introducer (n.)

    1620s, agent noun from introduce (v.).ETD introducer (n.).2

    introduction (n.)

    late 14c., "act of bringing into existence," from Old French introduccion (14c.) and directly from Latin introductionem (nominative introductio) "a leading in," noun of action from past-participle stem of introducere "to lead in, bring in; introduce; found, establish; bring forward (as an assertion)," from intro- "inward, to the inside" (see intro-) + ducere "to lead" (from PIE root *deuk- "to lead").ETD introduction (n.).2

    Meanings "initial instruction in a subject" and "an introductory statement" are from mid-15c.; meaning "elementary treatise on some subject" is from 1520s. The sense of "formal presentation of one person to another" is from 1711.ETD introduction (n.).3

    introductory (adj.)

    c. 1600, from Late Latin introductorius, from introduct-, past participle stem of Latin introducere "to lead in, bring in" (see introduction). Also used in English from c. 1400 as a noun meaning "introductory treatise or textbook."ETD introductory (adj.).2

    introit (n.)

    in liturgics, "an antiphon sung as the priest approaches the altar to celebrate mass," late 15c., from Old French introite "(liturgical) introit; entrance" (14c.), from Latin (antiphona ad) introitum, from introitus "a going in, an entering, entrance; a beginning, prelude," past participle of introire "to enter," from intro- "on the inside, within" (see intro-) + ire "to go" (from PIE root *ei- "to go").ETD introit (n.).2

    introjection (n.)

    1856, in medicine, from intro- "on the inside, within" + stem abstracted from projection, interjection. In philosophical (1892) and psychoanalytical (1911) uses, from German introjektion; in the former sense the coinage is credited to Swiss-German philosopher Richard Avenarius (1843-1896), in the latter Sándor Ferenczi (1873-1933).ETD introjection (n.).2

    introject (v.)

    1902 in psychology, probably a back-formation from introjection. Related: Introjected; introjecting.ETD introject (v.).2

    intron (n.)

    1978 in genetics, from intra-genic "occurring within a gene" + -on.ETD intron (n.).2

    introrse (adj.)

    "turned or facing inward," 1831 (earlier in French), from Latin introrsus (adv.) "toward the inside," a contraction of introversus, from intro "within" (see intro-) + versus "turned," past participle of vertere "to turn," from PIE root *wer- (2) "to turn, bend."ETD introrse (adj.).2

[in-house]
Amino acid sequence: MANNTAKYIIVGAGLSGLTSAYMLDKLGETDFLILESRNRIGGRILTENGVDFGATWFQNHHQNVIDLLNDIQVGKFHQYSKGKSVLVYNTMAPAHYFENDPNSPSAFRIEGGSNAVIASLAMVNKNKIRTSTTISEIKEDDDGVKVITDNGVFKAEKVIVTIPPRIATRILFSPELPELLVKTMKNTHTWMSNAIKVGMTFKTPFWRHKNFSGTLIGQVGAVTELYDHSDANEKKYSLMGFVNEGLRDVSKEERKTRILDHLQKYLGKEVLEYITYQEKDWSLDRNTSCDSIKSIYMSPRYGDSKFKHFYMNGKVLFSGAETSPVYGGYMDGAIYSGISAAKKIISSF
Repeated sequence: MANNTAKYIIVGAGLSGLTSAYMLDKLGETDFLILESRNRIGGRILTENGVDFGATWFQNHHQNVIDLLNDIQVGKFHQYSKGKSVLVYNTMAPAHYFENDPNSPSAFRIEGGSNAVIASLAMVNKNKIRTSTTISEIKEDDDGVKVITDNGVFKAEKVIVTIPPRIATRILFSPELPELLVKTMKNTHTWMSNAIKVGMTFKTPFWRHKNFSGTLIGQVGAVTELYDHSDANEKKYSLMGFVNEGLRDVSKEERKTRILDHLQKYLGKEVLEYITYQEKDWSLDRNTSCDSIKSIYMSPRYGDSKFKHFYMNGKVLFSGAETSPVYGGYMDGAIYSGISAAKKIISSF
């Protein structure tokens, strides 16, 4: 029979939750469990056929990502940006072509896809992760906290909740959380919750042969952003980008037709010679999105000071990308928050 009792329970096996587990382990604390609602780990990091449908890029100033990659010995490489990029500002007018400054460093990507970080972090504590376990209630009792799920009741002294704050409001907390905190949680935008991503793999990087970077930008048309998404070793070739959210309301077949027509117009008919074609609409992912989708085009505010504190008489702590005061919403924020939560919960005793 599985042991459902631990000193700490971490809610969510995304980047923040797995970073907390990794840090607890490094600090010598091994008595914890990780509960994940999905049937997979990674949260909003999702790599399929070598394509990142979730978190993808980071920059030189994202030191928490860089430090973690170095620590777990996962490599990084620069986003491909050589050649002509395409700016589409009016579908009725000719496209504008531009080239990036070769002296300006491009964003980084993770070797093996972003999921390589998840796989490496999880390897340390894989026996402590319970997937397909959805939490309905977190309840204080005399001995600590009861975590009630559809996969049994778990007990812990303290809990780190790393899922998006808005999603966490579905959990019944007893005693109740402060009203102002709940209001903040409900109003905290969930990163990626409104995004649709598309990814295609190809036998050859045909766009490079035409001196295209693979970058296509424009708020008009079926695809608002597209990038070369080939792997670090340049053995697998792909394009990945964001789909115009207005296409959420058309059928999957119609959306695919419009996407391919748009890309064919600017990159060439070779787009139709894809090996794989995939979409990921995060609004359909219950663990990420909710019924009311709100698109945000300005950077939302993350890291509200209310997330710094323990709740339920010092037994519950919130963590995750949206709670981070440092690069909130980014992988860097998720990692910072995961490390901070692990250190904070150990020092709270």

introspection (n.)

    1670s, "action of closely inspecting or examining," noun of action from past participle stem of Latin introspicere "to look into, look at, examine, observe attentively," from intro- "inward" (see intro-) + specere "to look at" (from PIE root *spek- "to observe"). Meaning "action of searching one's feelings or thoughts" is from 1807.ETD introspection (n.).2

    introspective (adj.)

    "having the quality of looking within," 1820 (Southey), from Latin introspect-, past participle stem of introspicere "look into, look at" (see introspection) + -ive. Related: Introspectively; introspectiveness.ETD introspective (adj.).2

    introspect (v.)

    1680s, "to look into" (transitive), from Latin introspectus, past participle of introspicere "look at, look into; examine, observe attentively," from intro- "inward" (see intro-) + specere "to look at" (from PIE root *spek- "to observe"). Meaning "look within, search one's feelings or thoughts" is from 1875, a back-formation from introspection. Related: Introspected; introspecting.ETD introspect (v.).2

    introversion (n.)

    1650s, "action of turning inward" (of thought or contemplation), from Modern Latin introversionem, noun of action from past participle stem of *introvertere (see introvert (v.)). Psychological meaning "tendency to withdraw from the world" is from 1912.ETD introversion (n.).2

    introverted (adj.)

    1781, "directed inward" (of the mind, etc.), past-participle adjective from introvert (v.). Psychological sense is from 1915. Other adjectives in the non-psychological sense were introversive (1820), introvertive (1846), introverse (1874).ETD introverted (adj.).2